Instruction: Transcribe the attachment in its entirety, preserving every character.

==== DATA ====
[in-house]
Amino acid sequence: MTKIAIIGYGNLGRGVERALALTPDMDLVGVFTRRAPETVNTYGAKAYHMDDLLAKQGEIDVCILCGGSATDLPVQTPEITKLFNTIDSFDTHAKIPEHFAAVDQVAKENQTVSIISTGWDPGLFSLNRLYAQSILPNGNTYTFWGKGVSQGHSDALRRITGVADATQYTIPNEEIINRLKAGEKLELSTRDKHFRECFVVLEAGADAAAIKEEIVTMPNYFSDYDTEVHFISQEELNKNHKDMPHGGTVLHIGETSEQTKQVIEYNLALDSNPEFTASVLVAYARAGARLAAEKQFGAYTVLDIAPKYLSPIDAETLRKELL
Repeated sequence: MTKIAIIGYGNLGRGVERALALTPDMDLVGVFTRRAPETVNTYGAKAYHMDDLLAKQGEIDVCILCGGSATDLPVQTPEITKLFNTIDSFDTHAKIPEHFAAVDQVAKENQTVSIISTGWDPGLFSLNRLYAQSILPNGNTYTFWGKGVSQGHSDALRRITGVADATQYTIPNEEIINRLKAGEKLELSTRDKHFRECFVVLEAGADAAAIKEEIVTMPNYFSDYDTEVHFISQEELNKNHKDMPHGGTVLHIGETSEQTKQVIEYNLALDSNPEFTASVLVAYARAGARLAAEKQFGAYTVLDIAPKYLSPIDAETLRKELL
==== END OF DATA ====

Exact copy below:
[in-house]
Amino acid sequence: MTKIAIIGYGNLGRGVERALALTPDMDLVGVFTRRAPETVNTYGAKAYHMDDLLAKQGEIDVCILCGGSATDLPVQTPEITKLFNTIDSFDTHAKIPEHFAAVDQVAKENQTVSIISTGWDPGLFSLNRLYAQSILPNGNTYTFWGKGVSQGHSDALRRITGVADATQYTIPNEEIINRLKAGEKLELSTRDKHFRECFVVLEAGADAAAIKEEIVTMPNYFSDYDTEVHFISQEELNKNHKDMPHGGTVLHIGETSEQTKQVIEYNLALDSNPEFTASVLVAYARAGARLAAEKQFGAYTVLDIAPKYLSPIDAETLRKELL
Repeated sequence: MTKIAIIGYGNLGRGVERALALTPDMDLVGVFTRRAPETVNTYGAKAYHMDDLLAKQGEIDVCILCGGSATDLPVQTPEITKLFNTIDSFDTHAKIPEHFAAVDQVAKENQTVSIISTGWDPGLFSLNRLYAQSILPNGNTYTFWGKGVSQGHSDALRRITGVADATQYTIPNEEIINRLKAGEKLELSTRDKHFRECFVVLEAGADAAAIKEEIVTMPNYFSDYDTEVHFISQEELNKNHKDMPHGGTVLHIGETSEQTKQVIEYNLALDSNPEFTASVLVAYARAGARLAAEKQFGAYTVLDIAPKYLSPIDAETLRKELL